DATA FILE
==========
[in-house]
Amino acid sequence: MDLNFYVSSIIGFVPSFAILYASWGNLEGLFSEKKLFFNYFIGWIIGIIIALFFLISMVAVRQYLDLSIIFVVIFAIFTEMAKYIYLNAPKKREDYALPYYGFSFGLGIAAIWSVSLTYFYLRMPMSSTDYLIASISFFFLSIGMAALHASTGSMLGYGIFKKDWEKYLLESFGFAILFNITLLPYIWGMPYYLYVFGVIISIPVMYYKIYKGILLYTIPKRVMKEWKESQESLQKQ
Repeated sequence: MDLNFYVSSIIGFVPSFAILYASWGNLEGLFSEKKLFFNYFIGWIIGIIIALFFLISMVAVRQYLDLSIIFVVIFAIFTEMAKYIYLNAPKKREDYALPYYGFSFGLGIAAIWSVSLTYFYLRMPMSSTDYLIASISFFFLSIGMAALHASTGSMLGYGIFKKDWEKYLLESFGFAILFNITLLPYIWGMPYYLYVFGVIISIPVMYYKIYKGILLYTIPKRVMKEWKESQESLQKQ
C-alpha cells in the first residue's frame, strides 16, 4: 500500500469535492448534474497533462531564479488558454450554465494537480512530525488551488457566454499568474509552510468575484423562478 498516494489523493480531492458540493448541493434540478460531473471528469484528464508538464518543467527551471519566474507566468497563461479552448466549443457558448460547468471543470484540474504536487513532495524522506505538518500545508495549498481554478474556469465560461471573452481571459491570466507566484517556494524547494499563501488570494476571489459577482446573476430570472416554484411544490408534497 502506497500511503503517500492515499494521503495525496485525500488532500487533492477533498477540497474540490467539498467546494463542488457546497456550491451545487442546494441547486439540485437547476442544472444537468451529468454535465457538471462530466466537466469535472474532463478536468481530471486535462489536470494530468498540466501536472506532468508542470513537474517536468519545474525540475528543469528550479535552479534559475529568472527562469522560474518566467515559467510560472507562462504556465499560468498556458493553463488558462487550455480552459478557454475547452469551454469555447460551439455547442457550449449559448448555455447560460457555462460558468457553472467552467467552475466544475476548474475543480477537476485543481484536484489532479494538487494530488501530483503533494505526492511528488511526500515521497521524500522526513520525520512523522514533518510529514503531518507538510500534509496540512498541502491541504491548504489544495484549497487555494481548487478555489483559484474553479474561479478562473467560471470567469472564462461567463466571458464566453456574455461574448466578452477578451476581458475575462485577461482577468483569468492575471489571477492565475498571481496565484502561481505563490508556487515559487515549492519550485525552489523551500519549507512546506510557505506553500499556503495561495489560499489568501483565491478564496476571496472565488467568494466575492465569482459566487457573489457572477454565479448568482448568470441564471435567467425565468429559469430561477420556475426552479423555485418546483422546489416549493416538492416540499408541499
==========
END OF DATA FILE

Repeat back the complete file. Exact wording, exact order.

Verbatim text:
[in-house]
Amino acid sequence: MDLNFYVSSIIGFVPSFAILYASWGNLEGLFSEKKLFFNYFIGWIIGIIIALFFLISMVAVRQYLDLSIIFVVIFAIFTEMAKYIYLNAPKKREDYALPYYGFSFGLGIAAIWSVSLTYFYLRMPMSSTDYLIASISFFFLSIGMAALHASTGSMLGYGIFKKDWEKYLLESFGFAILFNITLLPYIWGMPYYLYVFGVIISIPVMYYKIYKGILLYTIPKRVMKEWKESQESLQKQ
Repeated sequence: MDLNFYVSSIIGFVPSFAILYASWGNLEGLFSEKKLFFNYFIGWIIGIIIALFFLISMVAVRQYLDLSIIFVVIFAIFTEMAKYIYLNAPKKREDYALPYYGFSFGLGIAAIWSVSLTYFYLRMPMSSTDYLIASISFFFLSIGMAALHASTGSMLGYGIFKKDWEKYLLESFGFAILFNITLLPYIWGMPYYLYVFGVIISIPVMYYKIYKGILLYTIPKRVMKEWKESQESLQKQ
C-alpha cells in the first residue's frame, strides 16, 4: 500500500469535492448534474497533462531564479488558454450554465494537480512530525488551488457566454499568474509552510468575484423562478 498516494489523493480531492458540493448541493434540478460531473471528469484528464508538464518543467527551471519566474507566468497563461479552448466549443457558448460547468471543470484540474504536487513532495524522506505538518500545508495549498481554478474556469465560461471573452481571459491570466507566484517556494524547494499563501488570494476571489459577482446573476430570472416554484411544490408534497 502506497500511503503517500492515499494521503495525496485525500488532500487533492477533498477540497474540490467539498467546494463542488457546497456550491451545487442546494441547486439540485437547476442544472444537468451529468454535465457538471462530466466537466469535472474532463478536468481530471486535462489536470494530468498540466501536472506532468508542470513537474517536468519545474525540475528543469528550479535552479534559475529568472527562469522560474518566467515559467510560472507562462504556465499560468498556458493553463488558462487550455480552459478557454475547452469551454469555447460551439455547442457550449449559448448555455447560460457555462460558468457553472467552467467552475466544475476548474475543480477537476485543481484536484489532479494538487494530488501530483503533494505526492511528488511526500515521497521524500522526513520525520512523522514533518510529514503531518507538510500534509496540512498541502491541504491548504489544495484549497487555494481548487478555489483559484474553479474561479478562473467560471470567469472564462461567463466571458464566453456574455461574448466578452477578451476581458475575462485577461482577468483569468492575471489571477492565475498571481496565484502561481505563490508556487515559487515549492519550485525552489523551500519549507512546506510557505506553500499556503495561495489560499489568501483565491478564496476571496472565488467568494466575492465569482459566487457573489457572477454565479448568482448568470441564471435567467425565468429559469430561477420556475426552479423555485418546483422546489416549493416538492416540499408541499